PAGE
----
The 10 Most Eccentric Festivals in Britain & Ireland

They do say that there’s nowt as odd as folk – and if the extraordinary variety of truly bizarre, eccentric festivals that regularly take place all over Britain is anything to go by, we apparently have some very odd folk here. But don’t take our word for it – cast your eyes over the following ten examples that famed author and cryptozoologist Dr Karl Shuker has picked out and judge for yourself!

Lewes – Dwyle Flunking

Fancy using a stick to throw a dishcloth soaked in stale beer at one of several friends standing in a circle? Then dwyle flunking is definitely for you – but be prepared to have said beer-soaked dishcloth thrown back at you! This quaint festival occurs annually on 29 August at the Lewes Arms pub in Lewes, Essex.

Blackawton – Worm Charming

The otherwise odd combination of worms and cider come together famously each year on 2 May in Blackawton, Devon, at the International Festival of Worm Charming. Liberal amounts of cider are used by the global gathering of brightly-garbed charmers together with arcane invocations to lure the local earthworms out of the ground.

Photo via Wikipedia

Abbots Bromley – Horn Dance

On Wakes Monday (the first Monday after the first Sunday after 4 September), the village of Abbots Bromley in Staffordshire hosts the annual – and ancient – Horn Dance, dating back to 1226. Six men wearing ‘horns’ (actually reindeer antlers) dance along a 10-mile course around the village, visiting 12 different locations, accompanied by four other characters plus a musician playing traditional folksongs.

Waen Rhydd – Bog Snorkelling Championships

Each Summer Bank Holiday Monday (last Monday in August), the Waen Rhydd peat bog near Llanwrtyd Wells in Powys, mid-Wales, hosts the annual Bog Snorkelling Championships. Dressed in obligatory ‘smart’ attire (no jeans allowed) and sometimes in fancy dress, plus snorkel and flippers, presumably sane persons compete to see who can swim two lengths of this murky morass in the fastest time. No-one knows why.

Photo via Wikipedia

Whittlesey – Straw Bear Festival

Each January near to Plough Monday (first Monday after Twelfth Night) sees the Straw Bear Festival held in Whittlesey, Cambridgeshire. As its name suggests, a man dressed as a bear made of straw parades and dances around the town’s streets, accompanied by a child dressed as a straw bear cub – and that’s about it, really. Offbeat but entertaining.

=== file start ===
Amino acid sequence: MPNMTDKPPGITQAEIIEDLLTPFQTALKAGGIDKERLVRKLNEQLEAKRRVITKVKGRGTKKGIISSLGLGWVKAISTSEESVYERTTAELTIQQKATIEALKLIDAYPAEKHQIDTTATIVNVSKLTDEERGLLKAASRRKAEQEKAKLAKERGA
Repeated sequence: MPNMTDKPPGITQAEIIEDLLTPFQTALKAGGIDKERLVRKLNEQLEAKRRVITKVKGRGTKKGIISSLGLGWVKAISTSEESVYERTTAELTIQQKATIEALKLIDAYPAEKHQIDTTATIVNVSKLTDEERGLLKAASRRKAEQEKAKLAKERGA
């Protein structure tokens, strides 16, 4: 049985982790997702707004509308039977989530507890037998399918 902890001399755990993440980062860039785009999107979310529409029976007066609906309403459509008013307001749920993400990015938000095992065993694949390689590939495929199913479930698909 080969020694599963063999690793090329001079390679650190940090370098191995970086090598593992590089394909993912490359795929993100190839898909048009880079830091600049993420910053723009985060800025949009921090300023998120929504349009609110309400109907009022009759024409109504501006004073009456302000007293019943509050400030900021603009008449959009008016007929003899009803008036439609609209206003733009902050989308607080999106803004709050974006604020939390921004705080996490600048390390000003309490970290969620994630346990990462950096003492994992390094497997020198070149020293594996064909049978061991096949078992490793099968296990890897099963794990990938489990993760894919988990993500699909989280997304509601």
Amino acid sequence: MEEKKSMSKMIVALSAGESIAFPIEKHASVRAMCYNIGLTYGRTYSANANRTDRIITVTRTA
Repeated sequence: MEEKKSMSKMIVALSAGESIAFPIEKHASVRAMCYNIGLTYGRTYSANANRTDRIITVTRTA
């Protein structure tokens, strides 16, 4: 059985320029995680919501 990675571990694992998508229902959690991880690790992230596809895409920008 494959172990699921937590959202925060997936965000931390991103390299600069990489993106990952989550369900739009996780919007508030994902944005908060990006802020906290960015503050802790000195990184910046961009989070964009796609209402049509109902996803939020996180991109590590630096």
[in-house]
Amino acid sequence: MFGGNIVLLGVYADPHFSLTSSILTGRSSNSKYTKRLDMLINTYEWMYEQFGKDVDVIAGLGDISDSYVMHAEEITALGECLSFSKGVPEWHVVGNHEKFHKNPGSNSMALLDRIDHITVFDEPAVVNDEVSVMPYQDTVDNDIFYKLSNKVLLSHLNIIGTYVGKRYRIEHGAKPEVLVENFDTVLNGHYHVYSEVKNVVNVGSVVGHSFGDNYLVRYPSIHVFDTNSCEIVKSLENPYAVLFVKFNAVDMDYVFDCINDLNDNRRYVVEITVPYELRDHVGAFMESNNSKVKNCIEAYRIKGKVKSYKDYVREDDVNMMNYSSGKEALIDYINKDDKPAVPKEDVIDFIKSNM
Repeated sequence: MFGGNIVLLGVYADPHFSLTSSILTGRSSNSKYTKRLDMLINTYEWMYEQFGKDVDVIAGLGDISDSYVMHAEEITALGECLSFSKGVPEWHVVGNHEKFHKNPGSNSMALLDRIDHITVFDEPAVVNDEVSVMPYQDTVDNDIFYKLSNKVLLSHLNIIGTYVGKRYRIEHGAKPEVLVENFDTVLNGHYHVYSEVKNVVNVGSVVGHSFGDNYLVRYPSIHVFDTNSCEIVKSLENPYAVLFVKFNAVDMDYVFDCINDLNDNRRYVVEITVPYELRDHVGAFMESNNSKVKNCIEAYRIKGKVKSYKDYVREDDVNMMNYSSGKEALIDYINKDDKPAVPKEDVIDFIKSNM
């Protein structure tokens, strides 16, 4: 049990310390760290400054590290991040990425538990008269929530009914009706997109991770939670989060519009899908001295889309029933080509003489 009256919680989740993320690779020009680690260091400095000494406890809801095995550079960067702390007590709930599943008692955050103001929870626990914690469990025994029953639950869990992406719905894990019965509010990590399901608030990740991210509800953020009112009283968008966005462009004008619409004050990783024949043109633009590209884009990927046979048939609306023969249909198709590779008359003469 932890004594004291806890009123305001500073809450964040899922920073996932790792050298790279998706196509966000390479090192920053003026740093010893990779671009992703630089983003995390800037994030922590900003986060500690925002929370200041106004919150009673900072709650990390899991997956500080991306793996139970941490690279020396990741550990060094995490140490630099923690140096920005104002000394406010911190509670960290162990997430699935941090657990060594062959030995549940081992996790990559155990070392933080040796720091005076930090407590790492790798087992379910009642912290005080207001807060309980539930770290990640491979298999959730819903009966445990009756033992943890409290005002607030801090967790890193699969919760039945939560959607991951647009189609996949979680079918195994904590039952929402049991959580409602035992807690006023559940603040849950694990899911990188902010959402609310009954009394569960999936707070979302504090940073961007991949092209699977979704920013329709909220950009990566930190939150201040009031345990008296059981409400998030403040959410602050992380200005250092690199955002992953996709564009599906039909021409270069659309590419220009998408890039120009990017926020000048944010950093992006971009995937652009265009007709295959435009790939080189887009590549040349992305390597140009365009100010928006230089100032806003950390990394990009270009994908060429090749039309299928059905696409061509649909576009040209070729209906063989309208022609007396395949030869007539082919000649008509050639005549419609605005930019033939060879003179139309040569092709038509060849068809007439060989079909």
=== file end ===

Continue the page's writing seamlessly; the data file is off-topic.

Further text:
Brawby – Yorkshire Pudding Boat Race

Each year during early June, a hardy flotilla of boats designed as giant Yorkshire puddings and duly composed of flour and eggs coated in yacht varnish to prevent them from going soggy sets sail in a hotly-contested race across Bob’s Pond in Brawby, North Yorkshire. This unique festival was conceived in the 1990s by local artist Simon Thackray.

Photo via Barney Moss

Kettlewell – Scarecrow Festival

For one week every year (9-17 August in 2014), the North Yorkshire village of Kettlewell is taken over by around 100 life-sized scarecrows, the slightly eerie, blank-faced stars of its annual celebration of corvine dispellers, which represent a different theme each year. What will it be this year? Look out for the treasure trail too.

Stonehaven – Fireball Festival

Every year at midnight on New Year’s Eve, up to 45 locals in the North Sea fishing port of Stonehaven, south of Aberdeen, Scotland, celebrate Hogmanay by swinging flaming balls of fire (attached to wire handles) around their heads as they march along the town’s high street to the harbour, where they then throw their fireballs into the sea. Around 12,000 others watch this spectacular event annually.

Lerwick – Up Helly Aa

Held on the last Tuesday in January each year in Lerwick, Shetland, since its 1880s onset this boisterous and exceedingly popular festival has had something for everyone – tin kettles, gun firing, torch bearers, fiddling, drum banging, brawling and bawling, people dressed as Vikings, and lots of drinking. Little wonder that the following Wednesday is a public holiday here, allowing the festival’s celebrants to recover!

Photo via Vicky Brock

Killorglin – Puck Fair

For three days in August each year, Killorglin in Ireland’s County Kerry is given over to the Puck Fair, in which a group of locals set forth to capture a wild goat in the nearby MacGillyCuddy’s Reeks mountain range. The goat is then crowned Kind Puck by a schoolgirl playing the role of Queen of the Fair, and for the rest of the three days the town hosts numerous parades, street entertainment, concerts, and livestock fairs.

Whoever said that the British are a staid, boring nation clearly knows nothing about our festivities, that’s for sure!

Further Image Credits:

Dwyle Flunking via Roz South/Lewes Arms via Simon Trimby/Straw Bear Festival via Richard Humphrey

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